Hartford International offers an alternative in graduate learning: the 12-credit Graduate Certificate in Interreligious Studies. This program provides opportunities for study without committing to a full master’s degree program and can serve as a professional credential for spiritual caregivers and leaders who want exposure to a variety of religious traditions.
You will work with your assigned academic advisor to select four courses that meet your educational objectives. The Graduate Certificate may be completed entirely online.
A Bachelor’s degree (or its educational equivalent) at a satisfactory level of achievement from an accredited institution is a prerequisite for admission.
Coursework that was taken for credit as a Special Student at Hartford International prior to admission may be applied toward the credits required for the Graduate Certificate; however, at least 6 credits must be taken after official notification of admission to the Graduate Certificate program. No transfer credit from other institutions or Advanced Standing credit will be allowed to count toward the certificate.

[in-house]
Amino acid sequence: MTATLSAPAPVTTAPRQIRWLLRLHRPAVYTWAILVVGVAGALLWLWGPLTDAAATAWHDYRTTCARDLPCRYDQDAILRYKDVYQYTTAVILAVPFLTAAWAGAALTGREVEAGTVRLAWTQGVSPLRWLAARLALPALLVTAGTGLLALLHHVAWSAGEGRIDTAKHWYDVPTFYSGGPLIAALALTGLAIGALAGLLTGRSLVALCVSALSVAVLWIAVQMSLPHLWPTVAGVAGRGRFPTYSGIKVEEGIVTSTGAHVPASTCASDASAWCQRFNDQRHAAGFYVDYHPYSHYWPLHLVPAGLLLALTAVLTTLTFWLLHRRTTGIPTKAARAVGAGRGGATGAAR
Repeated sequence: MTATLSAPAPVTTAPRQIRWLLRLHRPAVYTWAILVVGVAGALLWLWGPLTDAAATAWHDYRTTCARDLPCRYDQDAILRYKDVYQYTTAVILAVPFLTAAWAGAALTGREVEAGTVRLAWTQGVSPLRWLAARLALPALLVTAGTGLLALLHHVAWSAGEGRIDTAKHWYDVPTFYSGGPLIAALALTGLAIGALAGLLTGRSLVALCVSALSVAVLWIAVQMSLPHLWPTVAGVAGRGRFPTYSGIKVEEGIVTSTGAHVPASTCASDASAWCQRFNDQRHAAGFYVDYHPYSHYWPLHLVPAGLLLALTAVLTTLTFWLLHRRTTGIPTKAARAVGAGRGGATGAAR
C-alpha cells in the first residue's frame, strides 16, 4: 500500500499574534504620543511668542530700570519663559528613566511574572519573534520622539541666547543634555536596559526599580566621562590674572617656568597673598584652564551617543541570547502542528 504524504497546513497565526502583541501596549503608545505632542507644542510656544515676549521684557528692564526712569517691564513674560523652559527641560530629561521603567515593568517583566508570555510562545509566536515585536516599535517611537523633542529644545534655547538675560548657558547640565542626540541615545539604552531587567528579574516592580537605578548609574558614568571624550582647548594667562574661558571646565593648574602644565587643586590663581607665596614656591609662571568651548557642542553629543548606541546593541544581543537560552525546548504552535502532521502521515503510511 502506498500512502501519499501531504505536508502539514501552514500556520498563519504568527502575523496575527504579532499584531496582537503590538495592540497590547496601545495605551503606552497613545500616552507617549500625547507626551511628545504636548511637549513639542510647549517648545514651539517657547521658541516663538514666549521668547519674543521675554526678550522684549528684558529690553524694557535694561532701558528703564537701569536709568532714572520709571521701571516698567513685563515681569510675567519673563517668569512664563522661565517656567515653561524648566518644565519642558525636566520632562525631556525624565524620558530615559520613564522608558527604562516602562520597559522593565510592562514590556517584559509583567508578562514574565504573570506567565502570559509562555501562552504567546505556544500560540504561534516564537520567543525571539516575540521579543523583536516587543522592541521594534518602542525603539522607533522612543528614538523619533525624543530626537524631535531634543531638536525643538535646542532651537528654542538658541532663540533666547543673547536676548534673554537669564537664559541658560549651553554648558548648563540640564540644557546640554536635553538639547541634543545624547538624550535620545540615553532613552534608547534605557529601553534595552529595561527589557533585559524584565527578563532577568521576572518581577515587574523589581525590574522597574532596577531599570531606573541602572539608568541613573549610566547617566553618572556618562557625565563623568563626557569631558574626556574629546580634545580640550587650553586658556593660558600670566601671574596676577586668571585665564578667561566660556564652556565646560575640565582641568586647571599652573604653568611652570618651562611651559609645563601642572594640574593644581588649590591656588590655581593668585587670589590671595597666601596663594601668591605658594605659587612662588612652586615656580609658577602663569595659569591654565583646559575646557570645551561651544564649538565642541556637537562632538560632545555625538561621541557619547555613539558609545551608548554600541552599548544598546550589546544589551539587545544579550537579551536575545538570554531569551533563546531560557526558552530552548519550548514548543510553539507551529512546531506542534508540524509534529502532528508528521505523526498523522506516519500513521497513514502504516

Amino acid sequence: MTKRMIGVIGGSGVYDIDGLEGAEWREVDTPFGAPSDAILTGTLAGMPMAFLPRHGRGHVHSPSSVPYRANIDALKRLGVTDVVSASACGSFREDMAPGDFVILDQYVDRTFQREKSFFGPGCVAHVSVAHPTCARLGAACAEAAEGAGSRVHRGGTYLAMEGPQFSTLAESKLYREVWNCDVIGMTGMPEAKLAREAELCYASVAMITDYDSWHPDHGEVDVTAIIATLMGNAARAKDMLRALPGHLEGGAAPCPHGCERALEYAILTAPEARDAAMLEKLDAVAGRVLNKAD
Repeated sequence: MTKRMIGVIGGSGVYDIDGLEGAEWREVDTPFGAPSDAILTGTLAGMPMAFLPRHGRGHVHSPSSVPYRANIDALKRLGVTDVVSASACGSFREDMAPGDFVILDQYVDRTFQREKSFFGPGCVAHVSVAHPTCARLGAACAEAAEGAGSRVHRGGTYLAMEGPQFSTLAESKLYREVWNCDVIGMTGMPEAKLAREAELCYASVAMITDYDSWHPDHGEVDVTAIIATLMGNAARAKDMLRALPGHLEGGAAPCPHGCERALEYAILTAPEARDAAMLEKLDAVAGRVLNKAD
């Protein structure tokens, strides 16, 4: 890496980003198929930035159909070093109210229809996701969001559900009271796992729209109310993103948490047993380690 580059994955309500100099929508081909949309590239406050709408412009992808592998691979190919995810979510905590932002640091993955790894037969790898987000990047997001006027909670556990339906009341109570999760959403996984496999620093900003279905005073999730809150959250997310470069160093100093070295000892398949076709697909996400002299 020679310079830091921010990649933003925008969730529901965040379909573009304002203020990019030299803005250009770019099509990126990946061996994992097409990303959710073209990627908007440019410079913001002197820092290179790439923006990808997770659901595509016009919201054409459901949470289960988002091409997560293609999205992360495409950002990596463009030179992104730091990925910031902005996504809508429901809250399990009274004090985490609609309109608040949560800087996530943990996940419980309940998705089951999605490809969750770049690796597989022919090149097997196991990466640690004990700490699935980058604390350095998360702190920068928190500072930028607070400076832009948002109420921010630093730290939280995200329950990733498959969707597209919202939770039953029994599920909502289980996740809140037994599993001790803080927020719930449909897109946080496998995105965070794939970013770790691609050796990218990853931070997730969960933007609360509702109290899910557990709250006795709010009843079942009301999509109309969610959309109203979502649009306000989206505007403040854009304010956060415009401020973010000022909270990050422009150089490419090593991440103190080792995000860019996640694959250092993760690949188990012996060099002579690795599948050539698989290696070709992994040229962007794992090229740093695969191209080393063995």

Admission to the Graduate Certificate does not constitute or guarantee admission to the Master of Arts degree programs. Admission is granted only on the basis of the terms stated in the Catalogue and in the admission letter.
Opportunities & Highlights
Dip a Toe
Our graduate certificate is a way to try out studying at the graduate level and a way to decide whether you’d like to complete the entire MA in Interreligious Studies. It’s also for people who would like to learn about the subject matter but don’t require a master’s degree.
Access to Faculty and Community
No matter what program you choose, all of our degree students have access to our world-class faculty. You’ll also get to know students from different faith traditions and from around the globe.
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Dr. Ramy Marcos, Ph.D. '23, has published his dissertation as a book titled “The Emergence of the Evangelical Egyptians: A Historical Study of the Evangelical-Coptic Encounter and Conversion in Late Ottoman Egypt, 1854-1878.”